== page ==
~~February 26, 2014~~
She passed away on February 23. I don’t want any more time to go by without honoring her and her life.
Alice Herz-Sommer, also known as Alice Sommer, (26 November 1903 – 23 February 2014) was a pianist, music teacher, and supercentenarian from Bohemia, and a survivor of the Theresienstadt concentration camp, where she was sent by the Nazis because of her Jewish origins.
She lived in Belsize Park in London from 1986 until her death, and at the age of 110 was the world’s oldest known Holocaust survivor.
Alice Herz-Sommer, the world’s oldest known Holocaust survivor and pianist, passed away in London yesterday, February 23, 2014, at the age of 110.
Her incredible life story is told in the new documentary, “The Lady in Number 6,” which has been nominated for a 2014 Oscar. As the film’s producer, Nicholas Reed, writes: “Kids all over the world grow up on superheroes”.
We must remind them, is documentaries that tell stories about ‘real superheroes.’ Superheroes are based on great people, real people, like Alice Herz Sommer.”
Born in Prague in 1903, Herz-Sommer pursued a career as a classical musician until the Nazis prohibited Jews from performing in public. She then remained in Prague caring for her ailing mother, who was arrested and killed at the Treblinka extermination camp in 1942.
The following year, Herz-Sommer was sent with her husband and 6-year-old son to the Theresienstadt concentration camp.
Theresienstadt was an unusual camp in that, although tens of thousands of people died there and many more were transported from there to extermination camps, it was also designated by the Nazis as a model camp for propaganda purposes.
Many prominent Jewish artists and intellectuals were imprisoned there and permitted to maintain a cultural life. The Nazis would make films about life in the camp and, late in the war, allowed International Red Cross representatives to tour it in an effort to create the false impression that Jews were being treated humanely at their camps.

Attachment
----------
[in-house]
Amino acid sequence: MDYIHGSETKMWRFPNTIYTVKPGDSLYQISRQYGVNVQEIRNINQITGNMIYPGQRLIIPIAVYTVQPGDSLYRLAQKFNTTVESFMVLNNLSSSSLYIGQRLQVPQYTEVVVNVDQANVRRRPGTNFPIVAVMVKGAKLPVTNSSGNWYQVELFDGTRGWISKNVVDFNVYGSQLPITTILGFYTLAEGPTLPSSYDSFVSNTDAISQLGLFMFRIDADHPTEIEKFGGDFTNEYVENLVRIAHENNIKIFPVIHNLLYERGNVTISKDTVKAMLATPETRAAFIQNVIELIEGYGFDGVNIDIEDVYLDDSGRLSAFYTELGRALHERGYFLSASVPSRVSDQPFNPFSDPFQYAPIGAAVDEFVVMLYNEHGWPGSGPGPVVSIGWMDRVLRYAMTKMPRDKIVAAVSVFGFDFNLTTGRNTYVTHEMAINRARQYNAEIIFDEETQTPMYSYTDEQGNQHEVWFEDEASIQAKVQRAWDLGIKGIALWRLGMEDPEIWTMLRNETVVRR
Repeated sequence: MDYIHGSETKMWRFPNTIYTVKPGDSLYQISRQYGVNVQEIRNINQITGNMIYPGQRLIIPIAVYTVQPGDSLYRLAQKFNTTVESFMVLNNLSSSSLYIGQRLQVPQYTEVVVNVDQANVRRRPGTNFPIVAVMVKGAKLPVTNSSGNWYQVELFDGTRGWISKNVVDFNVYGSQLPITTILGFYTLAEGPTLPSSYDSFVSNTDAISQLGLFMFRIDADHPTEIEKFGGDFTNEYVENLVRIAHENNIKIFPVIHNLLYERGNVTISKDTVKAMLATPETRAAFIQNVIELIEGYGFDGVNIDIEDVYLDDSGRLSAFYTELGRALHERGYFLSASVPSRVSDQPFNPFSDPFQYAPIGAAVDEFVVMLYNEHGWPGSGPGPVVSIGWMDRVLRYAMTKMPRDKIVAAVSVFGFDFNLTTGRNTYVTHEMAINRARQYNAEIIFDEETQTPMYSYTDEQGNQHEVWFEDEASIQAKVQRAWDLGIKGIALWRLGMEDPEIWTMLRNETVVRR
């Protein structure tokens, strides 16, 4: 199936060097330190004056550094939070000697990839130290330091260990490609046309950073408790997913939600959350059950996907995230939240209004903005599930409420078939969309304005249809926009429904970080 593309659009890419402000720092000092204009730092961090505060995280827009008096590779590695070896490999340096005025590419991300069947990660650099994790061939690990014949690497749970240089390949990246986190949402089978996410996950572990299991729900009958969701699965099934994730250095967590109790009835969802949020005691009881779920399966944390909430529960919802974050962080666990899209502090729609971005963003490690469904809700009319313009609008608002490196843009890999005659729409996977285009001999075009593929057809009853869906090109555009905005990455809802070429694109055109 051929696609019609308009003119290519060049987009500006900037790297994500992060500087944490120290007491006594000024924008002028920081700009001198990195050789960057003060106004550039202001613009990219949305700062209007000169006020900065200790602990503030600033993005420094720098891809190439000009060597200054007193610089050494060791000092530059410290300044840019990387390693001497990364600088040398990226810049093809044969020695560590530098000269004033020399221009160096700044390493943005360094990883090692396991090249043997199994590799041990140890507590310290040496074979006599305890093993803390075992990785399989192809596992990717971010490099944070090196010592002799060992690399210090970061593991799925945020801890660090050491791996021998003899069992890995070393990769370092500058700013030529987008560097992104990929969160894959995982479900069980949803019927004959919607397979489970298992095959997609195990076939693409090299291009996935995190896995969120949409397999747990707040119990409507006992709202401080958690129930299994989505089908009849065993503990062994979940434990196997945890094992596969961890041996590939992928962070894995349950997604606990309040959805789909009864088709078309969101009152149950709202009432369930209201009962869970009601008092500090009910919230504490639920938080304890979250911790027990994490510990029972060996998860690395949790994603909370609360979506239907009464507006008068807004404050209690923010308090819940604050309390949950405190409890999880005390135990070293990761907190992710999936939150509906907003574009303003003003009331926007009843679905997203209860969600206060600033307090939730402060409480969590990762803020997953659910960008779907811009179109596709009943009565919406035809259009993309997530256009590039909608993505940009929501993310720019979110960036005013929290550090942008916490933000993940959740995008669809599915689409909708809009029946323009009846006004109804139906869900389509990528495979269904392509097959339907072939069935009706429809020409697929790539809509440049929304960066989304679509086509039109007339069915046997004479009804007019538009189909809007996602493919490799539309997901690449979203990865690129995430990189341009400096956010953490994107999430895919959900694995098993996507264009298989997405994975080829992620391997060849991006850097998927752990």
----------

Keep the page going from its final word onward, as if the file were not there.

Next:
During her two years at the camp, Herz-Sommer played in more than 100 concerts. As she recounted in an interview, “Whenever I knew that I had a concert, I was happy. Music is magic. We performed in the council hall before an audience of 150 old, hopeless, sick and hungry people. They lived for the music. It was like food to them. If they hadn’t come to hear us, they would have died long before. As we would have.”
In September 1944, her husband, Leopold, was sent to Auschwitz and later to Dachau where he died of illness. In May 1945, Herz-Sommer and her son were freed when the Soviet army liberated Theresienstadt. She later moved to Israel and worked as a professor of music at the Jerusalem Academy of Music for nearly 40 years until emigrated to London in 1986 to be near her son.
Through it all, Herz-Sommer was known for her remarkably positive outlook on life. Toward the end of her life, she observed: “I think I am in my last days but it does not really matter because I have had such a beautiful life. And life is beautiful, love is beautiful, nature and music are beautiful. Everything we experience is a gift, a present we should cherish and pass on to those we love.”
To watch an excerpt of the documentary about Alice Herz-Sommer’s life, visithttp://bit.ly/1hqJ2C9 or learn more about documentary at http://nickreedent.com/
There were also two books for adults recently published about her life: “A Century of Wisdom: Lessons from the Life of Alice Herz-Sommer, the World’s Oldest Living Holocaust Survivor” (http://amzn.to/1h6nZGw) and “Alice’s Piano: The Life of Alice Herz-Sommer” (http://amzn.to/1fntTEf)
For more stories for all ages of girls and women living through the WWII period, including numerous stories related to the Holocaust, visit our “WWII/Holocaust” section at http://www.amightygirl.com/books/history-biography/history-world?cat=186
~~Alice Herz Sommer~~
The Lady In Number 6: Music Saved My Life
Published on May 1, 2013
The Lady in Number 6 is one of the most inspirational stories ever told. 109 year old, Alice Herz Sommer, the world’s oldest pianist and oldest holocaust survivor, shares her views on how to live a long happy life.
She discusses the vital importance of music, laughter and having an optimistic outlook on life.
This powerfully inspirational video tells her amazing story of survival and how she managed to use her time in a Nazi concentration camp to empower herself and others with music.
We ALL are connected through MUSIC!!
We ALL are ONE!!